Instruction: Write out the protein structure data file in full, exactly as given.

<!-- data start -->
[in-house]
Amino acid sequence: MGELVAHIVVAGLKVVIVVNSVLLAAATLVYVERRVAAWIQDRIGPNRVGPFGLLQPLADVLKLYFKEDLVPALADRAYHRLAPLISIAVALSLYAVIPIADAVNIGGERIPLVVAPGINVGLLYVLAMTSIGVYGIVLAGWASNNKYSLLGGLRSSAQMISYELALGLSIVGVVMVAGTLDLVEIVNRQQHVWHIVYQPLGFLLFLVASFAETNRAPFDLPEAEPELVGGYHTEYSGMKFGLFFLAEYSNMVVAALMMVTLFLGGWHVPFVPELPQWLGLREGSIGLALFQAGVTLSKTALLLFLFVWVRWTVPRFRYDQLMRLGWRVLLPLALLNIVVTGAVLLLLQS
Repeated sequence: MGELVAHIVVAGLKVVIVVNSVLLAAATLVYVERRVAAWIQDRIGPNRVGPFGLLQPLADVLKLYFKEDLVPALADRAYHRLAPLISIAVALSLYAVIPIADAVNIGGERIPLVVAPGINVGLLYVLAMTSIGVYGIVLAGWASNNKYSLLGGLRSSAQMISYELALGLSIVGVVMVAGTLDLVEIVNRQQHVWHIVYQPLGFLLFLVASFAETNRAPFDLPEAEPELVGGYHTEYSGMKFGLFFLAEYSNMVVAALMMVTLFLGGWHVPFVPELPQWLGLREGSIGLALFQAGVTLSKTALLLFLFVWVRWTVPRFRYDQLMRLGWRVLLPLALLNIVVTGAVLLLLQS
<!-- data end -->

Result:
[in-house]
Amino acid sequence: MGELVAHIVVAGLKVVIVVNSVLLAAATLVYVERRVAAWIQDRIGPNRVGPFGLLQPLADVLKLYFKEDLVPALADRAYHRLAPLISIAVALSLYAVIPIADAVNIGGERIPLVVAPGINVGLLYVLAMTSIGVYGIVLAGWASNNKYSLLGGLRSSAQMISYELALGLSIVGVVMVAGTLDLVEIVNRQQHVWHIVYQPLGFLLFLVASFAETNRAPFDLPEAEPELVGGYHTEYSGMKFGLFFLAEYSNMVVAALMMVTLFLGGWHVPFVPELPQWLGLREGSIGLALFQAGVTLSKTALLLFLFVWVRWTVPRFRYDQLMRLGWRVLLPLALLNIVVTGAVLLLLQS
Repeated sequence: MGELVAHIVVAGLKVVIVVNSVLLAAATLVYVERRVAAWIQDRIGPNRVGPFGLLQPLADVLKLYFKEDLVPALADRAYHRLAPLISIAVALSLYAVIPIADAVNIGGERIPLVVAPGINVGLLYVLAMTSIGVYGIVLAGWASNNKYSLLGGLRSSAQMISYELALGLSIVGVVMVAGTLDLVEIVNRQQHVWHIVYQPLGFLLFLVASFAETNRAPFDLPEAEPELVGGYHTEYSGMKFGLFFLAEYSNMVVAALMMVTLFLGGWHVPFVPELPQWLGLREGSIGLALFQAGVTLSKTALLLFLFVWVRWTVPRFRYDQLMRLGWRVLLPLALLNIVVTGAVLLLLQS